A 12-Month Graduate Research Assistant (GRA) is sought for 2015-2016 to work on a DoD-funded cybersecurity education project at UMBC.

Position Highlights

  • 9-month stipend: $18,752.94; 2.5 month summer stipend: $8,000.
  • Hours: 20 hours/week (September 2015-May 2016)
  • Benefits: tuition and mandatory fees, health insurance
  • Eligibility: MS or PhD student at UMBC in CS, CE, EE, or related field (IS, math, education, physics).
  • INS Requirements: USA citizen or permanent resident
  • Source of funding: Department of Defense via a grant under BAA-003-15 (PI Alan Sherman)

Skills Needed

The GRA will (1) transcribe and analyze interviews of students to uncover their misconceptions about cybersecurity, (2) suggest interview prompts and test questions, and (3) help prepare publications describing the results. This work will include some statistical analysis and use of SurveyMonkey on-line questionnaires.

The GRA should bring knowledge and passion for cybersecurity, excellent communication skills, a strong work ethic, and a willingness, ability, and eagerness to learn whatever is needed to complete the project successfully.

The GRA will work closely with the investigators, including Drs. Alan Sherman, Dhananjay Phatak, Linda Oliva, Geoffrey Herman, and a post-doc in engineering education to be hired at The University of Illinois, Champaign-Urbana.

Project Summary

Professors Alan Sherman (CSEE), Dhananjay Phatak (CSEE), and Linda Oliva (Education) have been awarded a research grant from the Department of Defense to create two educational cybersecurity assessment tools, to help improve the way cybersecurity is taught. The $294,016 one-year project is joint with Geoffrey Herman at the University of Illinois, Champaign-Urbana (UMBC portion $146,917). The research is being carried out at the UMBC Cyber Defense Lab at the UMBC Center for Information Security and Assurance and will fund a 12-month GRA in 2015-2016.

This project is creating infrastructure for a rigorous evidence-based improvement of cybersecurity education by developing the first Cybersecurity Assessment Tools (CATs) targeted at measuring the quality of instruction. The first CAT will be a Cybersecurity Concept Inventory (CCI) that measures how well students understand basic concepts in cybersecurity after a first course in the field. The second CAT will be a Cybersecurity Curriculum Assessment (CCA) that measures how well curricula prepared students graduating from college on fundamentals needed for careers in cybersecurity. Each CAT will be a multiple-choice test with approximately thirty questions.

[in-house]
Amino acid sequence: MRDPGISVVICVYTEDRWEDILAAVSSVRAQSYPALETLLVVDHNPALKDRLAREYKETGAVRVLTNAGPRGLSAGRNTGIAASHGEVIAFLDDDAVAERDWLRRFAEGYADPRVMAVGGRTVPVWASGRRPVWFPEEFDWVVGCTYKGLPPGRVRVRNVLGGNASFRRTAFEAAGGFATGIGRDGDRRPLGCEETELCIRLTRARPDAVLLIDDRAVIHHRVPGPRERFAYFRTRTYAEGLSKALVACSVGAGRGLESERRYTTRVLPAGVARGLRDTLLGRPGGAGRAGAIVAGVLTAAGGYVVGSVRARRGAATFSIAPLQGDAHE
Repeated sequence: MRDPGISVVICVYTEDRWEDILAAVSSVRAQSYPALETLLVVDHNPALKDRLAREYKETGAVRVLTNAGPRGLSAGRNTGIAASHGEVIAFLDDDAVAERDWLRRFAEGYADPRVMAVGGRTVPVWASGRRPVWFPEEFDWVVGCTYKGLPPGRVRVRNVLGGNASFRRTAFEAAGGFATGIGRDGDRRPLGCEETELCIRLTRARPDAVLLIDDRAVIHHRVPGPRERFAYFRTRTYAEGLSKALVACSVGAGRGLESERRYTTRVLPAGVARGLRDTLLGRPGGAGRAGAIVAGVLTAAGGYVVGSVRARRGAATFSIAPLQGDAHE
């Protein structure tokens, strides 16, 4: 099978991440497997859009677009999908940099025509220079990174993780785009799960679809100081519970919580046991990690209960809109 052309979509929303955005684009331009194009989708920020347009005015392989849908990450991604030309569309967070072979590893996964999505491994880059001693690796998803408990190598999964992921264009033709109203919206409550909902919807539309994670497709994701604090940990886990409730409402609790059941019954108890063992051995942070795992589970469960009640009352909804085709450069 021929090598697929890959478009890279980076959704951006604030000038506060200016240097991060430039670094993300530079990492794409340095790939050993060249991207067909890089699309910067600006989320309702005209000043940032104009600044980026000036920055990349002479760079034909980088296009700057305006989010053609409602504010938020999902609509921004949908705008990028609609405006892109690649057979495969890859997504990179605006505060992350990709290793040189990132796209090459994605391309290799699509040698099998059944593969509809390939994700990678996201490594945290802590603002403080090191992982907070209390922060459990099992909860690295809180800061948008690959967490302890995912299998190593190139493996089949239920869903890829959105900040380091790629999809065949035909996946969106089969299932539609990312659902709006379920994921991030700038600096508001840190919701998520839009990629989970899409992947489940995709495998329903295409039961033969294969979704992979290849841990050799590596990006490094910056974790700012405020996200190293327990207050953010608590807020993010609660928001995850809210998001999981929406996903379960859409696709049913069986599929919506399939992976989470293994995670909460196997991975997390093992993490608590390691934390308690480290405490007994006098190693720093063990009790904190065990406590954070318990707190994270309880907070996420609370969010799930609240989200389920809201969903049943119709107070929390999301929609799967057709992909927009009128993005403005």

Inspired by the highly influential Force Concept Inventory from physics, the investigators are following a three-step process: In fall 2015, with MS student Geet Parekh, they carried out two Delphi processes to identify important and difficult concepts in cybersecurity. Next, they will interview students to uncover their misconceptions about these concepts. Finally, they will draft and psychometrically evaluate questions whose incorrect answers are driven by the uncovered misconceptions. For more information, see here and here.

In 2015-2016, the project will focus on (1) interviewing students and analyzing the results, and (2) developing draft questions.

How to Apply

Interested graduate students should email Dr. Sherman () a resume, unofficial transcript, and statement of interest and qualifications. Include “CATs GRA” in subject header.


MS defense: Lianjie Sun, Assessing Confidence in Relation Extraction, 2pm 7/23

Computer Science and Electrical Engineering
University Of Maryland, Baltimore County

M.S. Thesis Defense

Assessing Confidence in Relation Extraction Systems

Lianjie Sun

2:00ppm Thursday, 27 July 2015, ITE 325b, UMBC

In information extraction, a central and challenging task is extraction of relations. Systems that extract relations from text tend to be very productive, so it is important to quantify confidence or certainty in what is extracted. In this thesis we introduce a framework to assess confidence in relation extraction systems. We trained our system using a logistic regression model based on manually tagged sentences from the New York Times Annotated Corpora. Empirical results based on ROC curves show that our system performs better at computing confidence than previous systems such as Reverb. We conclude with a detailed analysis of the features used in our system and explain how these features might be tailored for use in other relation extraction systems.

Committee: Drs. Tim Oates (chair), Charles Nicholas and Matt Schmill

CSEE PhD student Kavita Krishnaswamy interviewed by Dr. Renetta Tull


CSEE Ph.D. student Kavita Krishnaswamy is interviewed by Dr. Renetta Tull, UMBC Associate Vice Provost for Graduate Student Development and Postdoctoral Affairs. The taped interview includes several graduate students from UMBC, UMBC's Graduate Dean, Dr. Janet G. Rutledge and Kavita’s parents. Kavita discussed her research and answered questions from the audience regarding graduate school tips, information about research by and for people with disabilities, and motivation to work toward the goal of the PhD. A transcript is available.

Nielsen Audio Data Science Day event, Thr. June 25

Nielsen Audio, a consumer research company that collects and analyzes listener data on radio broadcasting audiences, invites UMBC faculty and students to attend events focused on data science from 11:00am-2:30pm on Thursday June 25 at its headquarters in Columbia MD.

In the past few years, data science has become one of the top career opportunities for students with a background in computing or mathematics, offering interesting challenges and top salaries. Nielsen has been actively recruiting on campus and has hired three graduating UMBC students into its leadership rotational program, as well as several summer interns. They will be recruiting for full-time positions in the Fall.

The Nielsen Data Science Day event will take place in lobby and auditorium of Nielsen Audio's headquarters at 9705 Patuxent Woods Dr #200, Columbia, MD 21046 (map). Activities will include presentations, data science themed games and group discussions.

Between 11:00 and 12:00 participants can engage with interactive games with a Math/Data Science/Audio theme, including Data Science Jeopardy, Name that Tune, and Sampling Marbles. In the auditorium, a short video on data science produced by Nielsen will play continuously.